No evidence was offered to the effect that same-sex marriage reduces the rate of marriage or the fertility rate among heterosexual couples.  I am myself somewhat skeptical about this lack of evidence, because we know that people have children within heterosexual couples and subsequently become gay or lesbian.  Presumably, some subset of gays and lesbians will eschew the earlier stage of heterosexual relationships entirely, and the bearing of children within them, if same-sex marriage is available to them.  On the other hand, their hypothetical heterosexual partners might find other partners with whom to procreate, and some lesbian couples will bear biological children, so the effect of same-sex marriage on the fertility rate could be minimal.  Looking at the matter of a nation’s fertility rate in an a priori way, an argument can be made that any effect of the introduction of same-sex marriage on a nation’s fertility would be nil or very slight.  In principle, the fertility rate could even increase, for the reasons noted.  The real danger here, the imagined one, is that heterosexuals will be converted to the “gay lifestyle”, that people who would otherwise be expected to marry heterosexually and have children will not, because of the introduction of same-sex marriage.  Another possible danger is that the divorce rate among same-sex couples would exceed that of heterosexual couples and thus further undermine the claim of marriage to contribute to the stability of society and of the way in which the state’s interest in perpetuating its population expresses itself.  But the opposite result is also equally conceivable, that the divorce rate among married same-sex couples will be lower than that among heterosexual couples.  In fact, I would expect this to be the case, at least for some initial period.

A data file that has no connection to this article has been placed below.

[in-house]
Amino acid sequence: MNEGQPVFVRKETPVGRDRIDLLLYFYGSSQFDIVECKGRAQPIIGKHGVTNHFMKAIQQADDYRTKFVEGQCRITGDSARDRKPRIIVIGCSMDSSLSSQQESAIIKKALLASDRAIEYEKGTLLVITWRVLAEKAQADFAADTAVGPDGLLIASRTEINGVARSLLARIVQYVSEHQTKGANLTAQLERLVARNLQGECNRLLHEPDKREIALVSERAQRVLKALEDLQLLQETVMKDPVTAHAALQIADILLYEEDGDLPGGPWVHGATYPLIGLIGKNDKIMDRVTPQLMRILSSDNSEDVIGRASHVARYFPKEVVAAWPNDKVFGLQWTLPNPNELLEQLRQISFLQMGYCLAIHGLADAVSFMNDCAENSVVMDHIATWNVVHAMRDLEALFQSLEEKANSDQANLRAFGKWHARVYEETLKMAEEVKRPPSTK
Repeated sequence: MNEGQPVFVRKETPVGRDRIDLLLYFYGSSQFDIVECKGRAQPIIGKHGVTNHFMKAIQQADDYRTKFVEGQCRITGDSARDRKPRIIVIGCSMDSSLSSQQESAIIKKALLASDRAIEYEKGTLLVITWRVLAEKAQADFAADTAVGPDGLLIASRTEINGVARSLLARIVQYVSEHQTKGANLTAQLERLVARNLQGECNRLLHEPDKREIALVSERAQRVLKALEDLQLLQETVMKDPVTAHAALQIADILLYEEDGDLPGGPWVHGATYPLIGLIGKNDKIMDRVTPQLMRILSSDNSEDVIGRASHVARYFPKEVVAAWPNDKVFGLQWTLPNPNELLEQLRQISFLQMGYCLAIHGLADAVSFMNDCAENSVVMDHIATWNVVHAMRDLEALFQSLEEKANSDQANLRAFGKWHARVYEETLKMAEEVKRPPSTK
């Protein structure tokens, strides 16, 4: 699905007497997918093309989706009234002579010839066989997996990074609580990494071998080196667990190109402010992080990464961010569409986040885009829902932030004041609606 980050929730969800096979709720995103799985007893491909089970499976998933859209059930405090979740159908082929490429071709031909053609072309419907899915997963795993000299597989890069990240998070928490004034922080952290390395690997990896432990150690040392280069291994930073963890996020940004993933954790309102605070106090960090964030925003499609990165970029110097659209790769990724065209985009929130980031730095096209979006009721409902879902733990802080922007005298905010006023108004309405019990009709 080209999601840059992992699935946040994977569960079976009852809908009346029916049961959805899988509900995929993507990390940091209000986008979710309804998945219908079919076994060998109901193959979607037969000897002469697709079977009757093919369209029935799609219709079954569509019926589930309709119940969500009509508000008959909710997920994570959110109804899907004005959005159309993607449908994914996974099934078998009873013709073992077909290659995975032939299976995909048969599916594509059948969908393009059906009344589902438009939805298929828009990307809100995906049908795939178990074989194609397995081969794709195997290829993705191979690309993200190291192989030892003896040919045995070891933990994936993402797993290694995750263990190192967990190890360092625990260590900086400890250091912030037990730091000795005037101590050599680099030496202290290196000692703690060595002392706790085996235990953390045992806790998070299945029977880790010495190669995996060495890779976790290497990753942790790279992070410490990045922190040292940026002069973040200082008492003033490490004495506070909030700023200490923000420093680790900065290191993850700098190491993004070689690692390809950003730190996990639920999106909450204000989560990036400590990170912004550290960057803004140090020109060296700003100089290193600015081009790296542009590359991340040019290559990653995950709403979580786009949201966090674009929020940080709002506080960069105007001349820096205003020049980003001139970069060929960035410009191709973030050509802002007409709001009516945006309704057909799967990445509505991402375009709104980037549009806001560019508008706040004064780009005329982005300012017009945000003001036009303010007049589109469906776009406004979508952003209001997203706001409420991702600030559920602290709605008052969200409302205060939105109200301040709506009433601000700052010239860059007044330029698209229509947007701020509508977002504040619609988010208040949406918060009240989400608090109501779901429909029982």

The tenor of the decision lends credence to my hypothesis that more children would be adopted, in the aggregate, if same-sex marriage were available.   Plaintiffs, including the City and County of San Francisco, also offered a lot of economic evidence that tends to demonstrate advantages to the state of allowing same-sex marriage.  Reduction of crime is not offered as such a reason, however.

I find it virtually inconceivable that Scalia, Thomas, Alito, or Roberts will vote in favor of same-sex marriage.   Kennedy may be more in play than I have estimated.  It will be interesting to see whether the conservatives emphasize the fertility criterion, and, if they do, how they do so.

A recent CNN poll cited by Frank Rich in his NYT column of August 15, 2010, found that 52% of Americans favor a constitutional right to same-sex marriage.

Judge Walker is very clear, however, that the question before us is not one that can be subjected to plebiscite, but is one of fundamental constitutional rights that can have nothing to do with elections or polls or the absolute number of citizens whose fundamental rights are being denied.  So two things are true for my interlocutor, that the majority opposes same-sex marriage and that there is no widespread discrimination against gays and lesbians.  But the first true thing may not be true and would not be relevant, even if it were true, and the second supposedly true thing is false.